Friday, May 9, 2014

A Harmony of the Greatest Commandment

The Best

I'm beginning a study on The Greatest Commandment over the summer. Therefore, I will likely begin posting information coming from my studies on the topic. I will begin (now) with generic talk about the passage as a whole. My starting point will be Mark 12:29 & 30, where Jesus states that the greatest commandment is as follows:
“The foremost is, ‘Hear, O Israel! The Lord our God is one Lord; and you shall love the Lord your God with all your heart, and with all your soul, and with all your mind, and with all your strength.’"

(New American Standard Bible)
After general comments, I will begin addressing the following questions monthly:
  1. What does it mean to love The Lord with all your heart?
  2. What does it mean to love The Lord with all your soul?
  3. What does it mean to love The Lord with all your mind?
  4. What does it mean to love The Lord with all your strength?

The Background Stuff

When studying (anything, but specifically scripture) it is important to have a clear picture of how the two main verses you are interested in fit in with the rest of scripture. All cross-references should be inspected to highlight both differences and similarities in each scenario. The obvious reference is the one that Jesus quoted in Deuteronomy 6:5, but this incident is reported in each of the synoptic gospels. The references in question are as follows:
  • Deuteronomy 6:5
  • Matthew 22:37
  • Mark 12:30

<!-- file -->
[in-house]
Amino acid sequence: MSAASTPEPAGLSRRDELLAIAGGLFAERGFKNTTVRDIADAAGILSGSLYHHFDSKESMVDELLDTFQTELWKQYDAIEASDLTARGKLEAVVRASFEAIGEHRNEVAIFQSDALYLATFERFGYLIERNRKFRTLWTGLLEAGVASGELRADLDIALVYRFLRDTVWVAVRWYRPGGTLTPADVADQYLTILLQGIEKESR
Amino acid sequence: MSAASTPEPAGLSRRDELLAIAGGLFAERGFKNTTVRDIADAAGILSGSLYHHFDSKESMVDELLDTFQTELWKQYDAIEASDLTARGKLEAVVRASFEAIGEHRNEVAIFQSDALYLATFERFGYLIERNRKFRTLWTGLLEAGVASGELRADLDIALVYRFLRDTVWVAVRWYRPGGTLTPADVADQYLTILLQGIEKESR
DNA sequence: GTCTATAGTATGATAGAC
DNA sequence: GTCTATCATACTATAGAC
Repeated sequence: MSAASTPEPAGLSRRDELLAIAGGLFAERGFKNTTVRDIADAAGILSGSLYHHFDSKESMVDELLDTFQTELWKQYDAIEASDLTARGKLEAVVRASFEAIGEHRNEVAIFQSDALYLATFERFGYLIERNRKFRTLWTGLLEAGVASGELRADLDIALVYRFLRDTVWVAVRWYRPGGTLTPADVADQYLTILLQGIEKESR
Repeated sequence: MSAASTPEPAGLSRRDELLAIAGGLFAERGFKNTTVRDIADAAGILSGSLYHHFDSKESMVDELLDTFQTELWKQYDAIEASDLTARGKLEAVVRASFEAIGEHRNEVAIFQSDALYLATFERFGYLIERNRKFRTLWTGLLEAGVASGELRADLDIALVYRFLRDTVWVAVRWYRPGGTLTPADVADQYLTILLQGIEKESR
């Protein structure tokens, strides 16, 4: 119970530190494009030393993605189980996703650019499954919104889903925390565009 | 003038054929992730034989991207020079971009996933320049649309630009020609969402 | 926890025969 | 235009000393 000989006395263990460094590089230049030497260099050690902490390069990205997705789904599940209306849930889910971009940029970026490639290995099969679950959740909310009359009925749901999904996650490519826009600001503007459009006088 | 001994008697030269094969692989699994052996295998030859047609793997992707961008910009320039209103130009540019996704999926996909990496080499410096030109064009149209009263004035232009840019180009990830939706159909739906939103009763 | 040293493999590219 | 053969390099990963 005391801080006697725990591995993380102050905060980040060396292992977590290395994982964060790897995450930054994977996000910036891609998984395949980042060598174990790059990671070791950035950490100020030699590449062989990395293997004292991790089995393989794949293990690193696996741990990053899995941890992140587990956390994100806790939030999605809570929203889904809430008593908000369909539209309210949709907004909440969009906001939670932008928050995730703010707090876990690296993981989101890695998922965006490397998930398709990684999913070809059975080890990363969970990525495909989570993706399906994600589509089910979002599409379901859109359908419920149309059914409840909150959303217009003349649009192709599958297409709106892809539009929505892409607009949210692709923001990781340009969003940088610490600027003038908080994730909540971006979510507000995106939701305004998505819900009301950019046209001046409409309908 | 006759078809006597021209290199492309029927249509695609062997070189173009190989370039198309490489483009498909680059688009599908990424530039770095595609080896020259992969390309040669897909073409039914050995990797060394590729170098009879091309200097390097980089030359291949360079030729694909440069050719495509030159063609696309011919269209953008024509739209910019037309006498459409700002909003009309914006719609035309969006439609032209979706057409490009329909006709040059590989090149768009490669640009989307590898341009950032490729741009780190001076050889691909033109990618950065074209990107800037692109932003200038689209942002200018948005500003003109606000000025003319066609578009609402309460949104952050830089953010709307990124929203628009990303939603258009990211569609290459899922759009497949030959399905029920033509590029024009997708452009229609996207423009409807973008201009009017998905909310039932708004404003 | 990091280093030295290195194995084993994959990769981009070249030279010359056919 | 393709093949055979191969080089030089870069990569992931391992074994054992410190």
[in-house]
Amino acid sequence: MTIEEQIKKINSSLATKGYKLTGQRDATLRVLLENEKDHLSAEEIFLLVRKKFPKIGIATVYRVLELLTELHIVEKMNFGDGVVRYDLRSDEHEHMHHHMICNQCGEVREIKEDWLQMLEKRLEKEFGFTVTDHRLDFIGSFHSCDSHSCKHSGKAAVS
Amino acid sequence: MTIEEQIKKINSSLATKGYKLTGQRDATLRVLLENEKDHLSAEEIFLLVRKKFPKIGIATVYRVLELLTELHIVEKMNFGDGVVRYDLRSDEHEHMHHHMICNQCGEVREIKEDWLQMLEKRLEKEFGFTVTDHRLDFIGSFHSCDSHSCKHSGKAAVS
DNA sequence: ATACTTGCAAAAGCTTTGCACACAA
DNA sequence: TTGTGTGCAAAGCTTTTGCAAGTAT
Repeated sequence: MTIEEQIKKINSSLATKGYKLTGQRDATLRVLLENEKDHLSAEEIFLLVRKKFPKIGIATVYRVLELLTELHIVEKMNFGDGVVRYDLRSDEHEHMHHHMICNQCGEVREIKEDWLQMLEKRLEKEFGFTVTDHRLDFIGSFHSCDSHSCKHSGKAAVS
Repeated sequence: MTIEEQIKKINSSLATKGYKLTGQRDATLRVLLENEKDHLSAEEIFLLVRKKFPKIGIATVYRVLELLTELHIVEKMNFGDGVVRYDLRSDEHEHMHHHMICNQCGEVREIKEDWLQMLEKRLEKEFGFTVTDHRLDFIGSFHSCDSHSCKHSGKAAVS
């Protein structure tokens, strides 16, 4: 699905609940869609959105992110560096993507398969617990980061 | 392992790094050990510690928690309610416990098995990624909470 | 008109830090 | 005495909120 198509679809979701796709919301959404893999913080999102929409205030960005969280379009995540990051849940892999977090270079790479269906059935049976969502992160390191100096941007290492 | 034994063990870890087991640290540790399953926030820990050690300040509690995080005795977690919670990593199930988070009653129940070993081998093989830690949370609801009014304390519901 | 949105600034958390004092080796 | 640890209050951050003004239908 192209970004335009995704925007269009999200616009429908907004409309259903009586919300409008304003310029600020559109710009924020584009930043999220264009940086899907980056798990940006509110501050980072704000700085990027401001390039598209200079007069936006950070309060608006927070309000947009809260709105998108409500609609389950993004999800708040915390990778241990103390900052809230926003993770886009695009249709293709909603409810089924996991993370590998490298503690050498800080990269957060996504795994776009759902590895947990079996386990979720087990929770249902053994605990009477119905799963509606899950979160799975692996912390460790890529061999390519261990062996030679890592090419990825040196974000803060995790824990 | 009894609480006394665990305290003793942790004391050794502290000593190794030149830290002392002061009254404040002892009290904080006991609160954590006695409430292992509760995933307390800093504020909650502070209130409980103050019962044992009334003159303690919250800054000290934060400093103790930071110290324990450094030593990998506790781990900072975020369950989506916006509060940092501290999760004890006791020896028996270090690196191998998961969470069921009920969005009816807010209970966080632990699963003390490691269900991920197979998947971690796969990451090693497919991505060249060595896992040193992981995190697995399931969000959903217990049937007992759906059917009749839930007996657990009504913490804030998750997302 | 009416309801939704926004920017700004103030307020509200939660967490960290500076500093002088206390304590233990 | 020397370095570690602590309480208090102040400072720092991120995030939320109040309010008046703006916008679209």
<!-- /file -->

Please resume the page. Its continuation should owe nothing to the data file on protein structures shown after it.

• Luke 10:27
Each reference is slightly different. Clearly, everything about Deuteronomy is different than the incidents in the Gospels. Matthew and Mark are the most similar. Luke stands out as unique in its own right. This exercise in comparison and contrast may or may not highlight significant differences. However, it affords a degree of familiarity with the passage in question.

The Elements

The most obvious elements in this topical study is the presence and order of the topics in question. Notice that the gospels add the "mind" topic which is not present in the Old Testament text. Notice also that the order of the topics are shuffled somewhat. Again, it is not a big issue. Just something to be aware of.

Next, look at context within the passages. We take note of the action surrounding these verses. The elements we consider are as follows:
  • Speaker: Who is talking?
  • Audience: Who are they talking to?
  • Narrative: Where does this take place in the story?
  • Pre-Context: What happens before?
  • Post-Context: What happens After?
Once we are clear on these things, then we can delve into deeper analysis of the text. After deeper analysis, we can begin with applications.


Here is a pdf of this comparison. Check it out and be sure to a) correct any mistakes I made and b) suggest any more elements we could compare/contrast between these passages. How can you do this? Just leave me a comment below!

Christopher M. Jimenez. Powered by Blogger.

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